Ummm, are people being arrested given the same consideration?

    Why should this person’s face be blurred?

  3. tatuaje

    MX, would you PLEASE fix your frakking formatting.

    For the love of all that’s good and holy….

  4. Jonathan Welch

    I think this photograph is an excellent piece of photojournalism! Jason being a professional photojournalist/reporter for the Citizen-Times is a hired documenter of the current events that take place in WNC. This past Bele Chere was the one of hottest I remember, at least in the six years I’ve lived in town. This photo showing a passed out participant likely due to heat induced illness, is part of the story of Bele Chere 2010.

    The National Press Photographers Association:
    Code of Ethics
    Photojournalists and those who manage visual news productions are accountable for upholding the following standards in their daily work:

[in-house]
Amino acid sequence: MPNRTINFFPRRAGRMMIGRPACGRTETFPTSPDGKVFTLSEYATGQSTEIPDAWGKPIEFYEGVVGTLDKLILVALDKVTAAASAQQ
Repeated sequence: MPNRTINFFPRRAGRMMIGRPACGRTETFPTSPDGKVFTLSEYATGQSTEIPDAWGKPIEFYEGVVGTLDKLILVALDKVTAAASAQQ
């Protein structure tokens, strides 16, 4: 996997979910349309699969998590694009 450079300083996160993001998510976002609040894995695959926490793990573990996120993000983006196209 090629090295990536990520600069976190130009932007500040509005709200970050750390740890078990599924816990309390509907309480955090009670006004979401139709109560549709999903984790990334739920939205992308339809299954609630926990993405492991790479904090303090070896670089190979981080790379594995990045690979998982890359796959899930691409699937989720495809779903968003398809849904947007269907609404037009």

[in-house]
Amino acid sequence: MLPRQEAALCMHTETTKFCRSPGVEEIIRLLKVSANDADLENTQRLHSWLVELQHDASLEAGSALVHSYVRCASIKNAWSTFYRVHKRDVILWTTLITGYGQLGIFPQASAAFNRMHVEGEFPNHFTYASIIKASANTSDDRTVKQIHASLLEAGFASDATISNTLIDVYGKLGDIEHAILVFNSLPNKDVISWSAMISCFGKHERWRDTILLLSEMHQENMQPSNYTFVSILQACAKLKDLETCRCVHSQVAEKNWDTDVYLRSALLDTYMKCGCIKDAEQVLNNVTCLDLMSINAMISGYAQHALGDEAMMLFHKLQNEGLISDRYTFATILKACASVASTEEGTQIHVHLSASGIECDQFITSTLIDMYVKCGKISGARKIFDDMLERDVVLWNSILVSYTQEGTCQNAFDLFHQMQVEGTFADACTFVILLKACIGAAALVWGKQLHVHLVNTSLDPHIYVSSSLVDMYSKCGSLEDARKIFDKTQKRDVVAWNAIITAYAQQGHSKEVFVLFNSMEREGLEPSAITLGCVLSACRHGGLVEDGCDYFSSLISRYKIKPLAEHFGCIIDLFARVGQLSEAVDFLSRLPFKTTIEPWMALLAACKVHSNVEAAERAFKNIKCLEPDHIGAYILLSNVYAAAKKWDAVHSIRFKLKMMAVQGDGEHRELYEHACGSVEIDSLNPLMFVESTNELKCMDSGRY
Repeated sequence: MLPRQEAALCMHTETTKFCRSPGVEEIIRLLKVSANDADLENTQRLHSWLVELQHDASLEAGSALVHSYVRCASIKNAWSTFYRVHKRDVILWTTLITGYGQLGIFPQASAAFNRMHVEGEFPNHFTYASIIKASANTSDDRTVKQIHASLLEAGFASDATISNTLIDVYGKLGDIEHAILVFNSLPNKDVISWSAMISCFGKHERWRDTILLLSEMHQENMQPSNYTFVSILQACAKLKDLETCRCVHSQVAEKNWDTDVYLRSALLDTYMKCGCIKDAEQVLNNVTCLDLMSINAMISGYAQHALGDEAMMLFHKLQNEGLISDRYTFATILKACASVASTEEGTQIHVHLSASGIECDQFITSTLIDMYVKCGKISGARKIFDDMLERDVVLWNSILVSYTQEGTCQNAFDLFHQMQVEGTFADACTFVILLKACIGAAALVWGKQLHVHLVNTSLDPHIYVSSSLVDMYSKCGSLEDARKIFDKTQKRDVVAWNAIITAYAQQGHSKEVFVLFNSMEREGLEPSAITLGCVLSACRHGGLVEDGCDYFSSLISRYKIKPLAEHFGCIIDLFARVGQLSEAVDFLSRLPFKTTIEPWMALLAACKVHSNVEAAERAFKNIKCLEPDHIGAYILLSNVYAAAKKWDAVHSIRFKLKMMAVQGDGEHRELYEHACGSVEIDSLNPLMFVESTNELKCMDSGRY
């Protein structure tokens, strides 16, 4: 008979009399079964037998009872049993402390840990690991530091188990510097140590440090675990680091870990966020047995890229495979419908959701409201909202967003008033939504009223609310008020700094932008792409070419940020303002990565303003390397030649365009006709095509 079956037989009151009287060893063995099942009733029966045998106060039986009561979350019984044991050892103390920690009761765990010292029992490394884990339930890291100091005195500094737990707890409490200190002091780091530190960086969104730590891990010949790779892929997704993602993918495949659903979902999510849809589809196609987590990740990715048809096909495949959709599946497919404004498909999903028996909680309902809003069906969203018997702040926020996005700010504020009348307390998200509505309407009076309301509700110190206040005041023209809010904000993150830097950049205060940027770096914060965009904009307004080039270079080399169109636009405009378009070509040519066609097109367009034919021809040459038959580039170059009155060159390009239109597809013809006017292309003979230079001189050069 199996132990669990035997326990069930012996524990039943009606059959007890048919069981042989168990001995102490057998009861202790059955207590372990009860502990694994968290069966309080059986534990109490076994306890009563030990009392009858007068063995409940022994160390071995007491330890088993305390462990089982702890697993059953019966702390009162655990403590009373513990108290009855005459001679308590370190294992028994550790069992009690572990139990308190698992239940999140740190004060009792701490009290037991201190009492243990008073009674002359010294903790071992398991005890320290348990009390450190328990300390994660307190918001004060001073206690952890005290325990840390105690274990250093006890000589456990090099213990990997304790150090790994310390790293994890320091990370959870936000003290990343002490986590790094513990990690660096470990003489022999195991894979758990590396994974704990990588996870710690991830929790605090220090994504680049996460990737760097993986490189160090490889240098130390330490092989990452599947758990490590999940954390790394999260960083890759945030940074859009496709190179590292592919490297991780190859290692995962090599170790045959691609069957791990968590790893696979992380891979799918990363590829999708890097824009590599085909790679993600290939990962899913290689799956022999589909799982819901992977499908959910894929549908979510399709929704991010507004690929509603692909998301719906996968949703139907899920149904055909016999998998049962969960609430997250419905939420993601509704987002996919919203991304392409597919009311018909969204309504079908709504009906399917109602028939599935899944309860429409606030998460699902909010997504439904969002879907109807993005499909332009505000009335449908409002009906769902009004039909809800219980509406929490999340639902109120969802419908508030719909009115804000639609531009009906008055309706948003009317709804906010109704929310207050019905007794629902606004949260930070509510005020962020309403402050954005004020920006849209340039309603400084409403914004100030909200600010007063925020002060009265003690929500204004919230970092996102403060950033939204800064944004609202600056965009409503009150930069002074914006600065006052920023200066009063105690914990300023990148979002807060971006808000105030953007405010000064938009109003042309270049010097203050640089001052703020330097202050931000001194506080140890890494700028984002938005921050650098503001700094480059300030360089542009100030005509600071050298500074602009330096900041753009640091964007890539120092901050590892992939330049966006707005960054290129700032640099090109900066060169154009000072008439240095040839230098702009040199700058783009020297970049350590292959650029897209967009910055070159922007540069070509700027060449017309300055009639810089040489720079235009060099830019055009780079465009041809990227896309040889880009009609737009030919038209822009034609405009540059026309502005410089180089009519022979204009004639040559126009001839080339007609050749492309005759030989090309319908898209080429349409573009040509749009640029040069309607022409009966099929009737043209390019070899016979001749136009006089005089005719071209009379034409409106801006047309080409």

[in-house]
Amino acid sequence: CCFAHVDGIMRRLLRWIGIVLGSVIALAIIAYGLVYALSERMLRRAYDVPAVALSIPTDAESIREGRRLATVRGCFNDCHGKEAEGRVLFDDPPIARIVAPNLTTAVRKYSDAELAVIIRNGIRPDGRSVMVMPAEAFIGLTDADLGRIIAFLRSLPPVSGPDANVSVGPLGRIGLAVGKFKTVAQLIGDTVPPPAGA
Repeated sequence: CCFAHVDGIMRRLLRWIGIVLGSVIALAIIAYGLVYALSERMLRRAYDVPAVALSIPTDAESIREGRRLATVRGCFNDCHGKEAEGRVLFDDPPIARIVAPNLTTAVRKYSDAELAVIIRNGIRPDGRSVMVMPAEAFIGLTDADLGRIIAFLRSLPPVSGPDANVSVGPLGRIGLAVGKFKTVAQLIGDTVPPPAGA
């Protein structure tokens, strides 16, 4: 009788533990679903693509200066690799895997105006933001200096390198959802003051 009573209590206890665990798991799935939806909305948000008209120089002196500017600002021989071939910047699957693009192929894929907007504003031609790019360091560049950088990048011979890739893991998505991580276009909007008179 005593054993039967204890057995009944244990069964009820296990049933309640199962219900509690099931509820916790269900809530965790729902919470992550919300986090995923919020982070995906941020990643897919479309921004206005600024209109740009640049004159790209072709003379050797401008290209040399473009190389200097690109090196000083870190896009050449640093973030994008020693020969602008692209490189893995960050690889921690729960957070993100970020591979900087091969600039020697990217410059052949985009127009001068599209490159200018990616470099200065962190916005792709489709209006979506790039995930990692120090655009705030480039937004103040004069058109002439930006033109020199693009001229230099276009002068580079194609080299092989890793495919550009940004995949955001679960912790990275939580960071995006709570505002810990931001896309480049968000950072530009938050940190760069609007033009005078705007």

Be accurate and comprehensive in the representation of subjects.
    Resist being manipulated by staged photo opportunities.
    Be complete and provide context when photographing or recording subjects. Avoid stereotyping individuals and groups. Recognize and work to avoid presenting one’s own biases in the work.

    Treat all subjects with respect and dignity. Give special consideration to vulnerable subjects and compassion to victims of crime or tragedy. Intrude on private moments of grief only when the public has an overriding and justifiable need to see.
    While photographing subjects do not intentionally contribute to, alter, or seek to alter or influence events.